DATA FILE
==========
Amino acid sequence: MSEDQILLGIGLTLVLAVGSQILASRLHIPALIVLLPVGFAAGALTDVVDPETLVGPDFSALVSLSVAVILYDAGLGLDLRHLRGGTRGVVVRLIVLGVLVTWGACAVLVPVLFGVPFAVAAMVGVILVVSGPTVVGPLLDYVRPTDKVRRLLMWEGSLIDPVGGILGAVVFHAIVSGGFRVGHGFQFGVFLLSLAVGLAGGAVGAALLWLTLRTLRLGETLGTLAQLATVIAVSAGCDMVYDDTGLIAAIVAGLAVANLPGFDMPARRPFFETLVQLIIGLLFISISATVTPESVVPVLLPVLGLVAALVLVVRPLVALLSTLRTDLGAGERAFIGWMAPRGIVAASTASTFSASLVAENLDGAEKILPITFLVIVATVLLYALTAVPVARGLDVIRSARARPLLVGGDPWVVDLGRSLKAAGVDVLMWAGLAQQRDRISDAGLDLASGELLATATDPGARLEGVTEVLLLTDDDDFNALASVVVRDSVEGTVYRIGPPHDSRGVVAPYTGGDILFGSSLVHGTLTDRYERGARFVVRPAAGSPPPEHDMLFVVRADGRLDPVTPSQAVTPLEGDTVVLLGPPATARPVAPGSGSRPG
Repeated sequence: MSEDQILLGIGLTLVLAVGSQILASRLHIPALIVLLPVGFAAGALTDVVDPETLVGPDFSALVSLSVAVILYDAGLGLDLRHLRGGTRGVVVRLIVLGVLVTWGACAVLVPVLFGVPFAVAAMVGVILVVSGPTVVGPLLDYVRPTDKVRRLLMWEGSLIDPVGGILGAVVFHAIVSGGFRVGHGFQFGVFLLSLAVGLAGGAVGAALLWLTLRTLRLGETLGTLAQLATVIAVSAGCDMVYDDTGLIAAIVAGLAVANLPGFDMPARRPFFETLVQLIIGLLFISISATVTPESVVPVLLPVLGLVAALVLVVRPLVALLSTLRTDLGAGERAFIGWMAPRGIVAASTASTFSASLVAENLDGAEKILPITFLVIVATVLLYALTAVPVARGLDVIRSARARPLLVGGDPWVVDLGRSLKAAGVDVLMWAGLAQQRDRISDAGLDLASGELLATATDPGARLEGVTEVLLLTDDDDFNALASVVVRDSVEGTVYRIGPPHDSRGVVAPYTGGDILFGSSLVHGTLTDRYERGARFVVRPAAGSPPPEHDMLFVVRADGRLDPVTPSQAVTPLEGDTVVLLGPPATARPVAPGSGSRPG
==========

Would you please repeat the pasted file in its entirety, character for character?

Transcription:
Amino acid sequence: MSEDQILLGIGLTLVLAVGSQILASRLHIPALIVLLPVGFAAGALTDVVDPETLVGPDFSALVSLSVAVILYDAGLGLDLRHLRGGTRGVVVRLIVLGVLVTWGACAVLVPVLFGVPFAVAAMVGVILVVSGPTVVGPLLDYVRPTDKVRRLLMWEGSLIDPVGGILGAVVFHAIVSGGFRVGHGFQFGVFLLSLAVGLAGGAVGAALLWLTLRTLRLGETLGTLAQLATVIAVSAGCDMVYDDTGLIAAIVAGLAVANLPGFDMPARRPFFETLVQLIIGLLFISISATVTPESVVPVLLPVLGLVAALVLVVRPLVALLSTLRTDLGAGERAFIGWMAPRGIVAASTASTFSASLVAENLDGAEKILPITFLVIVATVLLYALTAVPVARGLDVIRSARARPLLVGGDPWVVDLGRSLKAAGVDVLMWAGLAQQRDRISDAGLDLASGELLATATDPGARLEGVTEVLLLTDDDDFNALASVVVRDSVEGTVYRIGPPHDSRGVVAPYTGGDILFGSSLVHGTLTDRYERGARFVVRPAAGSPPPEHDMLFVVRADGRLDPVTPSQAVTPLEGDTVVLLGPPATARPVAPGSGSRPG
Repeated sequence: MSEDQILLGIGLTLVLAVGSQILASRLHIPALIVLLPVGFAAGALTDVVDPETLVGPDFSALVSLSVAVILYDAGLGLDLRHLRGGTRGVVVRLIVLGVLVTWGACAVLVPVLFGVPFAVAAMVGVILVVSGPTVVGPLLDYVRPTDKVRRLLMWEGSLIDPVGGILGAVVFHAIVSGGFRVGHGFQFGVFLLSLAVGLAGGAVGAALLWLTLRTLRLGETLGTLAQLATVIAVSAGCDMVYDDTGLIAAIVAGLAVANLPGFDMPARRPFFETLVQLIIGLLFISISATVTPESVVPVLLPVLGLVAALVLVVRPLVALLSTLRTDLGAGERAFIGWMAPRGIVAASTASTFSASLVAENLDGAEKILPITFLVIVATVLLYALTAVPVARGLDVIRSARARPLLVGGDPWVVDLGRSLKAAGVDVLMWAGLAQQRDRISDAGLDLASGELLATATDPGARLEGVTEVLLLTDDDDFNALASVVVRDSVEGTVYRIGPPHDSRGVVAPYTGGDILFGSSLVHGTLTDRYERGARFVVRPAAGSPPPEHDMLFVVRADGRLDPVTPSQAVTPLEGDTVVLLGPPATARPVAPGSGSRPG